Targeted Aid Solution- Legislative proposal - HB 717-Targeted Aid to Education
HB 717-Targeted Aid to Education
Why Opinion of the Justices, 145 NH 474 (2000) (King Plan) does not bar the Targeted Aid approach of HB 717
The analysis adopted by the Court in its advisory opinion on the King decision does not apply to the very different Targeted Aid system proposed in HB 717.
According to the decision, the King plan proposed a 2-tier approach to education aid: a basic tier consisting of the then-existing formula for adequacy payments payable to all communities ("baseline assistance); and a second tier based on previous foundation aid formulas, payable only to certain needier communities ("adequacy guarantee assistance."). 145 N.H. 475. The total amount to be raised and appropriated did not fully cover the Bill's projected cost of adequate education. 145 N.H. 476. The Court noted: "The LBA calculations demonstrate that many school districts are left with unfunded gaps between the purported cost of an adequate education and the amount of State aid provided under the bill." 145 NH 477. Based on that analysis, the justices disposed of the King plan on the ground that it didn't fully fund what it said it was trying cover.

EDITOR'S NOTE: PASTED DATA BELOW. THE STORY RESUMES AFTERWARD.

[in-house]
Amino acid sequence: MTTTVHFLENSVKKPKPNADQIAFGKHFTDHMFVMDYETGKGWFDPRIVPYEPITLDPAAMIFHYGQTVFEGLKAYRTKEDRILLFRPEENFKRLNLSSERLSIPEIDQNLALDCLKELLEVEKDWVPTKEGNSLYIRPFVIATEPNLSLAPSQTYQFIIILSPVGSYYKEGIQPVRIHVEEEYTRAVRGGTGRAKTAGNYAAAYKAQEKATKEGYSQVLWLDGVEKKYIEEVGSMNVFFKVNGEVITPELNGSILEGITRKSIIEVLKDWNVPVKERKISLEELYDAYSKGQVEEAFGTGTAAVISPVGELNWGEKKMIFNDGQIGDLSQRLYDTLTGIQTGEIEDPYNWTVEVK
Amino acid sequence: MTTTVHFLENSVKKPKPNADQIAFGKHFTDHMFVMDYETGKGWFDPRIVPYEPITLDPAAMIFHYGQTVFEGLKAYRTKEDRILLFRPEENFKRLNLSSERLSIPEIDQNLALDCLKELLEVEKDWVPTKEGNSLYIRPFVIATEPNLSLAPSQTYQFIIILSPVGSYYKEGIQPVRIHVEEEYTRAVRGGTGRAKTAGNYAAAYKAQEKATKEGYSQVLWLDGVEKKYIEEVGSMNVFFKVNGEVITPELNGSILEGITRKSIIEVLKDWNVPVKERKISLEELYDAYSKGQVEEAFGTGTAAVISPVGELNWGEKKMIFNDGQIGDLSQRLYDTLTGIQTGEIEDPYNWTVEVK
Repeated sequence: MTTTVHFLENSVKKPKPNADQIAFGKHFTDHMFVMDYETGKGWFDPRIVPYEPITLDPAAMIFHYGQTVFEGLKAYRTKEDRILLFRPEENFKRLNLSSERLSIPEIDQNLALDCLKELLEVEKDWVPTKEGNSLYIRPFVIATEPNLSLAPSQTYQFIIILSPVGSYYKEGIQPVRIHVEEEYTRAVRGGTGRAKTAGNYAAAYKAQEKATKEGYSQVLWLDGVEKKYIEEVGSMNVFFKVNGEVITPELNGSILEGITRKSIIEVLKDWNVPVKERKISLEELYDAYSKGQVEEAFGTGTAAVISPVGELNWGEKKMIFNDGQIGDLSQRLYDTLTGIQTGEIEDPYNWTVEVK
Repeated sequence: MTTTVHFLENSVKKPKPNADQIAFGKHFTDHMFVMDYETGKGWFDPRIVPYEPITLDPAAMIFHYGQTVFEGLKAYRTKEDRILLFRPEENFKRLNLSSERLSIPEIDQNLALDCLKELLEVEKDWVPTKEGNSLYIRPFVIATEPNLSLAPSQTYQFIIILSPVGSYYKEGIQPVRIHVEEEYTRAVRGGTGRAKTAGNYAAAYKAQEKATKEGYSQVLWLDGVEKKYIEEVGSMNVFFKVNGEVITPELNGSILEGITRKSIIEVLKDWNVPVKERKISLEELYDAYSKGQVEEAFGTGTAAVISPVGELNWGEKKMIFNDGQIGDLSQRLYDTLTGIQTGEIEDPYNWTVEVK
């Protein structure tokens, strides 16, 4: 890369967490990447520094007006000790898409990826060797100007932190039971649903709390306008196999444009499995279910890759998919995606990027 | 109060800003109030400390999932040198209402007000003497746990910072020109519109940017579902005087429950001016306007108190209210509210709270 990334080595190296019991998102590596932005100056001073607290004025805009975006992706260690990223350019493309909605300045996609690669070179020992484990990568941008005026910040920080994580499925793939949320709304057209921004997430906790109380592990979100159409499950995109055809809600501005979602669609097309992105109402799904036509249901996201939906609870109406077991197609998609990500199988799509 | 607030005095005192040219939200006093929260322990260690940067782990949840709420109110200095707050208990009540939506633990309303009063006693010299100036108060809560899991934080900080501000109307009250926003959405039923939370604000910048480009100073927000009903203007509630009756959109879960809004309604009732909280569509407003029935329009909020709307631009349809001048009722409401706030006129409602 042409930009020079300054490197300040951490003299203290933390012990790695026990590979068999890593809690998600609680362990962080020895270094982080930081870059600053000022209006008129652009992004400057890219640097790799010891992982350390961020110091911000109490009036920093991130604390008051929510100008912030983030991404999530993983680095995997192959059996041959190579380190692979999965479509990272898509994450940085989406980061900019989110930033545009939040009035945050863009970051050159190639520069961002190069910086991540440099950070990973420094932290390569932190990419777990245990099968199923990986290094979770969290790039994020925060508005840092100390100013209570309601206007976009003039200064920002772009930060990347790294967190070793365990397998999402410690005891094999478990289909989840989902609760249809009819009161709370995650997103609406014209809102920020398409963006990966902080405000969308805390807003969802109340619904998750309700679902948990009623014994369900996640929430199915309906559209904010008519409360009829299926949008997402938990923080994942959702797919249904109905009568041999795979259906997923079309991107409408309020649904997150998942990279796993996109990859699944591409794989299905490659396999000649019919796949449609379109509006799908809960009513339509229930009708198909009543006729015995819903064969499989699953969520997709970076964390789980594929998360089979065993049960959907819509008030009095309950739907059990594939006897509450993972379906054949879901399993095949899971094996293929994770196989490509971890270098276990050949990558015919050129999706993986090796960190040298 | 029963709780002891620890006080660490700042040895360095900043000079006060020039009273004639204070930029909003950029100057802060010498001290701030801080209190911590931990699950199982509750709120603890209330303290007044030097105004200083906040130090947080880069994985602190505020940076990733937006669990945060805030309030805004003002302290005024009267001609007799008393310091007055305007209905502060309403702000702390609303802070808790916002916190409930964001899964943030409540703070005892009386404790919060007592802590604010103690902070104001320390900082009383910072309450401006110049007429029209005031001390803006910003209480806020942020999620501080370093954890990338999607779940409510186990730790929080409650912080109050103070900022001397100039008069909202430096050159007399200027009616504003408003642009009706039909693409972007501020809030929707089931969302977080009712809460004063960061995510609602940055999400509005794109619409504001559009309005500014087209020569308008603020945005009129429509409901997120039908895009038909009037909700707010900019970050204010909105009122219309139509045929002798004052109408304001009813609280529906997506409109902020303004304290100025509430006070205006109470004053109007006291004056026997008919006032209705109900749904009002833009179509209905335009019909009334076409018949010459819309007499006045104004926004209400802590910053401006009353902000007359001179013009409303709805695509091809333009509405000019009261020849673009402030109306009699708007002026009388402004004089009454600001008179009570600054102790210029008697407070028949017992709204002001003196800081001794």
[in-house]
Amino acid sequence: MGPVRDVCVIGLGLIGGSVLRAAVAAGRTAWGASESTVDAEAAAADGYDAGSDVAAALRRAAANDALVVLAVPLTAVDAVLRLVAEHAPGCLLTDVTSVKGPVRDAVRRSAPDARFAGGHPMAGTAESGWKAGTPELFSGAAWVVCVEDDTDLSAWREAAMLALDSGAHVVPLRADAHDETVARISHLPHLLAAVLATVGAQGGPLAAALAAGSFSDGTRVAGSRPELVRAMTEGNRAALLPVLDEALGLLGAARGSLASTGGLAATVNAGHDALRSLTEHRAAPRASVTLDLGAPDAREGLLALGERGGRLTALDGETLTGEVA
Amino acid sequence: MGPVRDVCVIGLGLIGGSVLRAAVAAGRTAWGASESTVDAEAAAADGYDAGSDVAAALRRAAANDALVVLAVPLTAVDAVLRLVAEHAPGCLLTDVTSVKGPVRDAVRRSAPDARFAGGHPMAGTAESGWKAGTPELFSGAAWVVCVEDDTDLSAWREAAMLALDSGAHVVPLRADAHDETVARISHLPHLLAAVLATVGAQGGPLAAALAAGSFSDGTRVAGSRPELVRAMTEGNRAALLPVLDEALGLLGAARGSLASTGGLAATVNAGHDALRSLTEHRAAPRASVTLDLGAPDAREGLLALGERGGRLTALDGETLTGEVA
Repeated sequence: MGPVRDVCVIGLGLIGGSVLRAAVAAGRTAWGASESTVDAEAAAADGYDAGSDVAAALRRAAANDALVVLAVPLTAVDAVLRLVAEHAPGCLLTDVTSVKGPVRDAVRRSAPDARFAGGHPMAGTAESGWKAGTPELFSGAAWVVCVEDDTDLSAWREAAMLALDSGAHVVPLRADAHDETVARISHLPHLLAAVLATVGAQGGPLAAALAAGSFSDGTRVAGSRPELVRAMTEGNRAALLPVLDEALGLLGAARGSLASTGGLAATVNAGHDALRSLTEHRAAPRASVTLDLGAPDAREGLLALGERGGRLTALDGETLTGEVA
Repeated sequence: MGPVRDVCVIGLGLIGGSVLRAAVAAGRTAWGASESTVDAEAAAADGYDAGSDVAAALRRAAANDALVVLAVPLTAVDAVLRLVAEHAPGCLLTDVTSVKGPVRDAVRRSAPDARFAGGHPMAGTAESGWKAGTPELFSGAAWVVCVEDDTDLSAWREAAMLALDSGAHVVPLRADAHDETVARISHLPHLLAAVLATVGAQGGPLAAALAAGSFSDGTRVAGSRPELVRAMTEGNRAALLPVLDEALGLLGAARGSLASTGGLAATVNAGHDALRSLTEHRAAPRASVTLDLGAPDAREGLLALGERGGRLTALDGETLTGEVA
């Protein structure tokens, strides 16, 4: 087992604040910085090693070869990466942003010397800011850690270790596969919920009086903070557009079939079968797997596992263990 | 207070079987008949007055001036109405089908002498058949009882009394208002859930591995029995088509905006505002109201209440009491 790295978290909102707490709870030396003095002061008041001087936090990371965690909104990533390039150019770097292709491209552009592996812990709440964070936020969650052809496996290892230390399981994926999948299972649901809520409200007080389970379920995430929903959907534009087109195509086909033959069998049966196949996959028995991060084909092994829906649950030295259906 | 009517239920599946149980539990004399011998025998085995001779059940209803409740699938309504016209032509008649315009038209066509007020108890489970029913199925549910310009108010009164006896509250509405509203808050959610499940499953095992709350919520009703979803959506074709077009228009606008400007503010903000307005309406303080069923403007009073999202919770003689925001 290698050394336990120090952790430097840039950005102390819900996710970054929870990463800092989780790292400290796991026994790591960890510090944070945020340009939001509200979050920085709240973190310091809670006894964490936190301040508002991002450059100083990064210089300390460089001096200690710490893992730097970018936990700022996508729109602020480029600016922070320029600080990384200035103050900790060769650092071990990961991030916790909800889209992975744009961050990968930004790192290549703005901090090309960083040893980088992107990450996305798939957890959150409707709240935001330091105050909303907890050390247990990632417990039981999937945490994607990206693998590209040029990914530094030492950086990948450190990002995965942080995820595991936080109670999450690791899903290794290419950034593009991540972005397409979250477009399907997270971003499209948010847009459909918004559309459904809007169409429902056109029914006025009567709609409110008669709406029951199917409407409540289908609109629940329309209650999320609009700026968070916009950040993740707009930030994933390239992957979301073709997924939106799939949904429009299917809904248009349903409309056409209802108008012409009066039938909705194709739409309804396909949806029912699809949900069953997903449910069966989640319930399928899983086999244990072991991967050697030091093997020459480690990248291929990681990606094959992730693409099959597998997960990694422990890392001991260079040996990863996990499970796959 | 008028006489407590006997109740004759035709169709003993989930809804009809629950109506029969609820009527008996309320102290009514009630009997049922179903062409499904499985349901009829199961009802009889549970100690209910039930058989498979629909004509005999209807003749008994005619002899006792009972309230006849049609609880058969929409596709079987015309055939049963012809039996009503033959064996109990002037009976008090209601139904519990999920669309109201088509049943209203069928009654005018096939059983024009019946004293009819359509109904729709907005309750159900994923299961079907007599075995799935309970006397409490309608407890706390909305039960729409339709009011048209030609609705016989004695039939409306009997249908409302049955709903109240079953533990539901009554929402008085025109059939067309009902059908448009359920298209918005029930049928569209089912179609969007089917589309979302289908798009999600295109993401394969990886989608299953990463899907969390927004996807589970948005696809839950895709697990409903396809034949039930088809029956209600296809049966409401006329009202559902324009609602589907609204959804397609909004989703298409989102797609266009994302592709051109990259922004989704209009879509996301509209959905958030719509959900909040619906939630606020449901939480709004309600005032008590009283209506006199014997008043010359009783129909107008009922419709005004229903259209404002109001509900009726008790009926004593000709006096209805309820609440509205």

However, under the HB 717 framework, the amount of state aid leaves no "unfunded gaps."
- The cost of adequate education is assumed to be the statewide average per pupil cost of education in 2000-2001.
- Each community's Targeted Aid grant is the difference between its education need and its fiscal capacity in relation to that cost, determined in accordance with the Targeted Aid formula.
- That cost (state average per pupil expenditure) is a rationally based goal for adequate education.
- The Targeted Aid formula is a rationally based mechanism for fairly determining a community's fiscal ability to expend that cost.
- The result is a reasonable method for enabling every community to expend that cost, regardless of its local fiscal capacity.
- The cost of the program is supported fully and exclusively from state funds raised on a "proportional" basis.
- The HB 717 system equalizes education opportunity at least as well (and demonstrably better) than the present system, in terms of payments to needier communities.
Because the Court was dealing with an entirely different approach in the King plan, its advisory opinion rejecting that plan should not deter full consideration of the Targeted Aid approach in HB 717.
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